An Indian sprinter – Dutee Chand – refused to lower her testosterone level and challenged the legality of the regulations at the Court of Arbitration for Sport (CAS). On 24 July 2015 CAS issued an Interim Award in the arbitration procedure. They suspended the regulations for two years to give the IAAF the opportunity to provide scientific evidence about the quantitative relationship between enhanced testosterone levels and improved athletic performance in hyperandrogenic athletes. To summarise a long case, essentially the IAAF had argued that natural (endogenous) testosterone gave a female athlete the equivalent benefit that dopers achieved using unnatural added (exogenous) testosterone. CAS did not dispute this idea in principle, but wanted to see proof. In the meantime, from 2015 onwards, female athletes were once again allowed to compete with no checks on their high testosterone levels. 

The CAS ruling led to a IAAF and WADA funded study that looked at over two thousand observations from elite athletes competing at the 2011 and 2013 IAAF World Athletics Championships. Measurements were made of blood levels of testosterone and comparisons made to performance. The key finding is that after dividing the athletes into thirds – high, medium and low testosterone – women in the highest testosterone category performed significantly better in 400m, 400m hurdles, 800m, hammer throw, and pole vault. In the 400m, 400m hurdles and 800m there was also a correlation between the higher testosterone levels and the amount of the blood oxygen carrying protein, haemoglobin. This pattern was not seen in any male events.  In a separate study, female athletes with serum testosterone concentrations in the normal male range performed on average 5.7% better when their serum testosterone levels were unrestricted, compared to when their serum testosterone levels were suppressed.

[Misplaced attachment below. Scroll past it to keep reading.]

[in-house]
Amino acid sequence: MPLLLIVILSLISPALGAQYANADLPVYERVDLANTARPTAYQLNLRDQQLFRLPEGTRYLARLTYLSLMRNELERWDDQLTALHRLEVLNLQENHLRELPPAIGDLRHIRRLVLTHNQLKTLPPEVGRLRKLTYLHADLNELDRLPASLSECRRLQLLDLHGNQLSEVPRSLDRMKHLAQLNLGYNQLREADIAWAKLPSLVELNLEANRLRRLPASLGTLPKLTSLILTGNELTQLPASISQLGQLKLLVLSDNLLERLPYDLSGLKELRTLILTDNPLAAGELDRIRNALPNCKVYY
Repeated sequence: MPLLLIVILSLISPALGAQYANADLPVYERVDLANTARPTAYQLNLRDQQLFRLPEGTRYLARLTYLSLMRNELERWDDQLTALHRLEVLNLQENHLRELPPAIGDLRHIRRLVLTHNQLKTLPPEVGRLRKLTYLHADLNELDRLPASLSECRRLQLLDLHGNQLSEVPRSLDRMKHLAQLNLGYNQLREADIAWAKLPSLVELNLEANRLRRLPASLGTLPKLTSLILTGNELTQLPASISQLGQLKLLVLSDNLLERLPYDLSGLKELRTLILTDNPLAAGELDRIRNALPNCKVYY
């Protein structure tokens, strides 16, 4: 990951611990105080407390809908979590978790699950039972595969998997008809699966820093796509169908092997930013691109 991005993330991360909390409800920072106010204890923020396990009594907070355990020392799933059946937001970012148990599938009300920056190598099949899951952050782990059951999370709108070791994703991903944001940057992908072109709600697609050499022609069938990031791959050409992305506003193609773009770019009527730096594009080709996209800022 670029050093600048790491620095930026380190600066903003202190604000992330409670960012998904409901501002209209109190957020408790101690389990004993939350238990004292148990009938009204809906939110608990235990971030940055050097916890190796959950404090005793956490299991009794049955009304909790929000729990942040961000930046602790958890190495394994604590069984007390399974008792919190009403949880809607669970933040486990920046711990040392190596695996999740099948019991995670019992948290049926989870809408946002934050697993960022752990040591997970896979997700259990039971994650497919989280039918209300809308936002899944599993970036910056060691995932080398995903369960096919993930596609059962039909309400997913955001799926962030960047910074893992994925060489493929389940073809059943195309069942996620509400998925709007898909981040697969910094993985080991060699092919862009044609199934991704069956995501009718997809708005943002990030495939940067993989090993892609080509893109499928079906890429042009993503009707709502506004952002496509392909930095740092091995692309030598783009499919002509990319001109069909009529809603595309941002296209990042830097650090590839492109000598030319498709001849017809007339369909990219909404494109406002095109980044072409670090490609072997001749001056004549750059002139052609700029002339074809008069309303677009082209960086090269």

This new science led to the new IAAF eligibility rules for athletes with differences of sex development(DSD), requiring any female athlete with DSD to maintain her blood testosterone level below five (5) nmol/L to compete internationally in the 400m, 400m hurdles, 800m and 1500m. This means that athletes such as Castor Semenya will need to have drug therapy to reduce their tesosterone levels, if they still want to compete in their preferred events. The IOC looks set to incorporate these same levels into their new guidelines for transgender athletes. In the latter case the justification, at least in part, is that current best medical practice is to target these lower levels as part of the transition from male to female for transgender individuals. 

How does this relate to the doping issues I discuss in this book? London 2012 was the first Olympic games when hyperandrogenic athletes, including world champions such as Castor Semenya competed under regulations restricting their tesosterone levels. Their running times did increase, though Semenya still won the 800m title. However, in the actual race she came second. First past the line was the Russian athlete, Mariya Savinova.However, in 2014 Savinova was caught in undercover video footage appearing to admit to injecting testosterone and taking the banned steroid oxandrolone. This led to a WADA re-investigation of her blood samples, which found that she had used blood doping between 2010 and 2013.  She was subsequently banned by the IAAF for four years, a decision upheld by the Court of Arbitration for Sport (CAS) in February 2017. Savinova is currently appealing this decision, but as it stands, her London result has been forfeited and Semenya awarded the gold medal. So Savinova beat Semenya, but apparently (appeal pending) only by resorting to cheating, taking steroids to increase her muscle mass and blood doping to increase her haemoglobin levels. The 800 m is an event that requires both power (muscle mass) and endurance  (oxygen delivery). Tesosterone gives males from birth increases in both muscle mass and blood haemoglobin. Doping or hyperandrogenism mimic these male advantages.